She leaped off the trail, cutting through the brush. Tucking her tail between her legs, she fled down into the hollow.
Thakur was nowhere to be seen and Ratha stopped, when she regained the trail, her heart pounding. "Ssss, yearling," came a voice close by. "Here." Thakur lifted his head from a clump of ferns. "Has Narir taught you no better trail-running than that? I thought a shambleclaw was coming through the bushes."
"I saw him, Thakur," Ratha interrupted, her whiskers quivering with excitement.
"What did you see?"
"The Un-Named One. He was there on the branch after you passed. He looked back at me."
"Yarrr. The Un-Named never allow themselves to be seen. You saw some clan litterling who imagines himself to be a night hunter." Thakur snorted.
Ratha's jaw dropped in dismay, then her ears flattened. "No. I saw him. He was there on the branch as if he wanted me to see him. And I have seen him before."
"When?" Thakur asked.
"Many clan kills ago. I had a fight with Cherfan and he chased me into a thicket at the end of the meadow. He was in there asleep and I ran right over him. He snarled at me."
Thakur left the ferns and came to her. His steps were quick, his eyes sudden and intense. Ratha smelled the same odor about him she had noticed before.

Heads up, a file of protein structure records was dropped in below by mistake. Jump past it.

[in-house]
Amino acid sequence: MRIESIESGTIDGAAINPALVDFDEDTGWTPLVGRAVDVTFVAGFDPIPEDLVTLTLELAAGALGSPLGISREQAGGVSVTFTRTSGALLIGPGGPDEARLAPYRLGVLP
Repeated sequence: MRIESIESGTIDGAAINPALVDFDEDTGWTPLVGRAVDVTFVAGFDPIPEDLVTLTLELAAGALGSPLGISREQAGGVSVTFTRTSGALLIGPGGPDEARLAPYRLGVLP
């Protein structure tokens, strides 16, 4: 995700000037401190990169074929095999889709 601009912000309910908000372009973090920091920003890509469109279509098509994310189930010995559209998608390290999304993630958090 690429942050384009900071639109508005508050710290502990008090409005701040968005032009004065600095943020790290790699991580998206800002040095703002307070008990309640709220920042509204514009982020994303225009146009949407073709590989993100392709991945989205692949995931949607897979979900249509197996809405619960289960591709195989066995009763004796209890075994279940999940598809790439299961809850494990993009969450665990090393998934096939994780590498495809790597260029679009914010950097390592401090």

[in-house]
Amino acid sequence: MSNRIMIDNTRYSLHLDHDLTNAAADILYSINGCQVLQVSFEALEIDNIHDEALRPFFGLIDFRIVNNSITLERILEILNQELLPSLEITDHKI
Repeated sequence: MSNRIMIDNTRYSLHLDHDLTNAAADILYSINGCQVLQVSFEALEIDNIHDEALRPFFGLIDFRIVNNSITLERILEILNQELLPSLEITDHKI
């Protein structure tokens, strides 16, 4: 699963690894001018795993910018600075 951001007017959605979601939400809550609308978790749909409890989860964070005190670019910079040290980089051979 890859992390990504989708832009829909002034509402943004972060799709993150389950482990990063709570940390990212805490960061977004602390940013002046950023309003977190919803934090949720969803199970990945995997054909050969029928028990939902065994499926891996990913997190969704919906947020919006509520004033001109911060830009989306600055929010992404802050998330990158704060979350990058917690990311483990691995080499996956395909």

"Did you tell anyone else?"
"Only Cherfan," Ratha said hesitantly, "and he never listens to me."
"Why didn't you tell me?" His voice had a harshness to it Ratha seldom heard, even when he was scolding her during training.
Excerpted from "The Named"
Copyright © 2010 Clare Bell.
Excerpted by permission of OPEN ROAD INTEGRATED MEDIA.
All rights reserved. No part of this excerpt may be reproduced or reprinted without permission in writing from the publisher.
Excerpts are provided by Dial-A-Book Inc. solely for the personal use of visitors to this web site.
Table of Contents
Ratha and Thistle-Chaser,